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Shall We Dance (1997)

by Robert Abrams
December 31, 2000




A Review of "Shall We Dance?" (1997)


Robert Abrams


12/30/2000





"Shall We Dance?" (1997) is above all an artful film. The director takes great care to show the characters' slow build of resolve, step by step. Once in a while the film has one of those "let me get out of the way so the two of you can do your soliloquy" moments, but most of the film's plot is believable. People who go to movies largely for nudity and explosions will not understand this, but there is definitely something to be said for a well staged tableau, especially when combined with a well-timed focus pull.

The real fantasy in this film is an element that most viewers will probably miss if they haven't been sufficiently sucked into the dance world. I have seen this film at least four times, and have been dancing for about four years, if you don't count learning the Charleston and the Mexican Hat Dance at the Knickerbocker Ballroom in the Seventh Grade or so. I didn't notice the blatant fantastical aspect of "Shall We Dance?"'s world until this last viewing.

Two dance instructors coach the main character for a big amateur competition. For six hours per week. For three months. For free. Dance instructors are, by and large, a friendly and supportive lot, but there is an inherent dynamic in nearly every studio which pushes students to take more lessons, and compete. The more lessons students take, the more the dance teacher and the more the studio earns. Both from lesson fees and from the standard competition kickbacks euphemistically referred as "top teacher awards". Some of this is just business, even when it starts to feel mercenary. Some of this, even, to some extent, the mercenary parts, is educationally correct in that a good teacher should push a student to work and practice and excel. Plus, as I said above, dance instructors are, by and large, a friendly and supportive lot. We wouldn't want them to starve. Which is why students often get in the habit of bringing their instructors muffins and coffee.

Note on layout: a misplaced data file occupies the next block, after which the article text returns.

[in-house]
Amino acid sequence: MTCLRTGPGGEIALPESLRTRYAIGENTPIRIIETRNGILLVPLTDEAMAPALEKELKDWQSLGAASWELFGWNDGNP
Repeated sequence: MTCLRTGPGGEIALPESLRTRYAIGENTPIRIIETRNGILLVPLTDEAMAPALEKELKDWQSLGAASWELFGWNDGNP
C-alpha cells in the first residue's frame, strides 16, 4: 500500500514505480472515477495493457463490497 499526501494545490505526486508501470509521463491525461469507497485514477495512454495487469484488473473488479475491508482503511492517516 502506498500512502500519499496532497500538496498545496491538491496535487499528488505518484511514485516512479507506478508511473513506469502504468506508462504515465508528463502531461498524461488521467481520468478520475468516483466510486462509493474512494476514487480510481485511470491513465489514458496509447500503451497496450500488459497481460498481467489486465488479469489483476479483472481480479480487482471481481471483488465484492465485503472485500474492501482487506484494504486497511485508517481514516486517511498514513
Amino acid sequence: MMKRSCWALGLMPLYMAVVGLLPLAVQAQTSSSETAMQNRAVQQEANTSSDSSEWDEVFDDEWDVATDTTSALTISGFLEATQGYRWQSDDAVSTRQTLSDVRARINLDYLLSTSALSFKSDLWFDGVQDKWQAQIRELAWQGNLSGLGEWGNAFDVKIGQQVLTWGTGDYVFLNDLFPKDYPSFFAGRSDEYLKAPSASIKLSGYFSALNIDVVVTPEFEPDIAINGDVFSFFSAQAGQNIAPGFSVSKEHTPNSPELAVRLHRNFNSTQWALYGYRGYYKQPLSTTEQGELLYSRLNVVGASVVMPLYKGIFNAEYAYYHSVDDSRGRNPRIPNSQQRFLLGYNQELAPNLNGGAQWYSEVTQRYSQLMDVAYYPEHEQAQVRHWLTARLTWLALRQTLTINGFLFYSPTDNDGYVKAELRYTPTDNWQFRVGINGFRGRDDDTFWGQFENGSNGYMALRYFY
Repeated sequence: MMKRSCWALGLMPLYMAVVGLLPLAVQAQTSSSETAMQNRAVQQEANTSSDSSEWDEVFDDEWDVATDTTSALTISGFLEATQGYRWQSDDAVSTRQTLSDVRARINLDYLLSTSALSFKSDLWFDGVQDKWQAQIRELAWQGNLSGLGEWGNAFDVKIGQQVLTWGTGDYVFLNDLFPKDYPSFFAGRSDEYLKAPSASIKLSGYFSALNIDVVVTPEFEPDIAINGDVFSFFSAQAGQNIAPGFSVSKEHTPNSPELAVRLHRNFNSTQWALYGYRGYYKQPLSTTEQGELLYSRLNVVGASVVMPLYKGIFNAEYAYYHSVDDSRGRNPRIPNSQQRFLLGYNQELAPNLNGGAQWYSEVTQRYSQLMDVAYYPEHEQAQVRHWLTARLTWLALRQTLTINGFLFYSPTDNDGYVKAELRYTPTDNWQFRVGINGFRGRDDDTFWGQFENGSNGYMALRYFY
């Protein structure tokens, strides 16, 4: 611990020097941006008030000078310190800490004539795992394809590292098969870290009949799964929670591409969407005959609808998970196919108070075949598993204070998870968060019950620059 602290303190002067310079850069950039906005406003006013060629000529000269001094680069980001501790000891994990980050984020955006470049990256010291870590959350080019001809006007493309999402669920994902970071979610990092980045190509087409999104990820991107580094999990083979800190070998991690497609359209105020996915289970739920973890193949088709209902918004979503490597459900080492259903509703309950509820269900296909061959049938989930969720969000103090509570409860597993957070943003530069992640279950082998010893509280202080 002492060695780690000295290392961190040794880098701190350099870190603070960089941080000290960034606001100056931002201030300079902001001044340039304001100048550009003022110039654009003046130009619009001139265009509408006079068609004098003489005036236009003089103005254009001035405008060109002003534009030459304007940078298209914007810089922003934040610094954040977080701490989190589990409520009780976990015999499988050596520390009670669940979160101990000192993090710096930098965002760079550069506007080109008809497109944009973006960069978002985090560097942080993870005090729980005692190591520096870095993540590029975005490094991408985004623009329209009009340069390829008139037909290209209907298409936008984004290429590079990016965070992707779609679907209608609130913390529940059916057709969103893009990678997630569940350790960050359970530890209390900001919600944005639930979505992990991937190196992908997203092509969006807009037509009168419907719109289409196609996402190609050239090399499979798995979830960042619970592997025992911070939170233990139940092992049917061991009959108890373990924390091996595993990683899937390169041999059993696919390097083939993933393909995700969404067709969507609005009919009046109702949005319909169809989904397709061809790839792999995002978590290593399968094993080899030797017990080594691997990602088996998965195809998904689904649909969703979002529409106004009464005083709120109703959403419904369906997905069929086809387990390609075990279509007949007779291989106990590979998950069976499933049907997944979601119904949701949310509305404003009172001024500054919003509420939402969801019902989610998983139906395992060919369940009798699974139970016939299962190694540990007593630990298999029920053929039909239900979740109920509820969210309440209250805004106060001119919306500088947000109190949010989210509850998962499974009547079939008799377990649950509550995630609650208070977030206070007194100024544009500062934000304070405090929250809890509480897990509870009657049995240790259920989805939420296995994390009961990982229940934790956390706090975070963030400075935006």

It is possible that you might be lucky enough to find two strikingly beautiful, world-class dancers, one of whom subconsciously knows she is in need of redemption but doesn't consciously realize it, and the other who just thinks you are sweet and doesn't have anything better to do at night, and who both decide to take you on as their special project to elevate you from a bored and lonely salaryman to a graceful, competitive dancer. However, if I were you, I wouldn't count on it.

To keep things parallel, there is the private investigator who conducts an extensive investigation for free.

This film is filled with parallel elements, including both main characters who are propelled into action by being bumped on a stairwell. (For extra credit, figure out what this has to do with "The Matchmaker", reviewed elsewhere.) These parallel elements contribute to the film's artful nature.

"Shall We Dance?" features Waltz and Quickstep (referred to in the sub-titles as "modern" dances), and Rumba and Paso Doble on the Latin side. What really endears the main character to me, though, is his daring willingness during the big final number to switch from Quickstep to Swing and back mid-song while making the transitions smoothly and without hesitation.

If you are into dance movies, "Shall We Dance?" is definitely a member of the canon.



——

Director(s):
Masayuki Suo

Writer(s):
Masayuki Suo

Cast:
Koji Yakusho - Shohei Sugiyama
Tamiyo Kusakari - Mai Kishikawa
Naoto Takenaka - Tomio Aoki
Eriko Watanabe - Toyoko Takahashi
Akira Emoto - Toru Miwa
Yu Tokui - Tokichi Hattori
Hiromasa Taguchi - Masahiro Tanaka
Reiko Kusamura - Tamako Tamura
Hideko Hara - Masako Sugiyama
Syuichiro Moriyama - Ryou Kishikawa
Masahiro Motoki - Hiromasa Kimoto
Misa Shimizu - Natsuko

Credits:

Producer(s):
Yasuyoshi Tokuma
Masayuki Suo
Shoji Masui
Yuji Ogata

Executive Producer(s):
Tetsuya Ikeda
Hiroyuki Kato
Seiji Urushido
Shigeru Ohno
Kazuhiro Igarashi

Cinematography:
Naoki Kayano

Editing:
Jun'ichi Kikuchi

Music Composer:
Yoshikazu Suo

Production Design:
Kyoko Heya

Casting:
Tetsu Maeda

Sound:
Kiyoshi Yoneyama - mixer
——-

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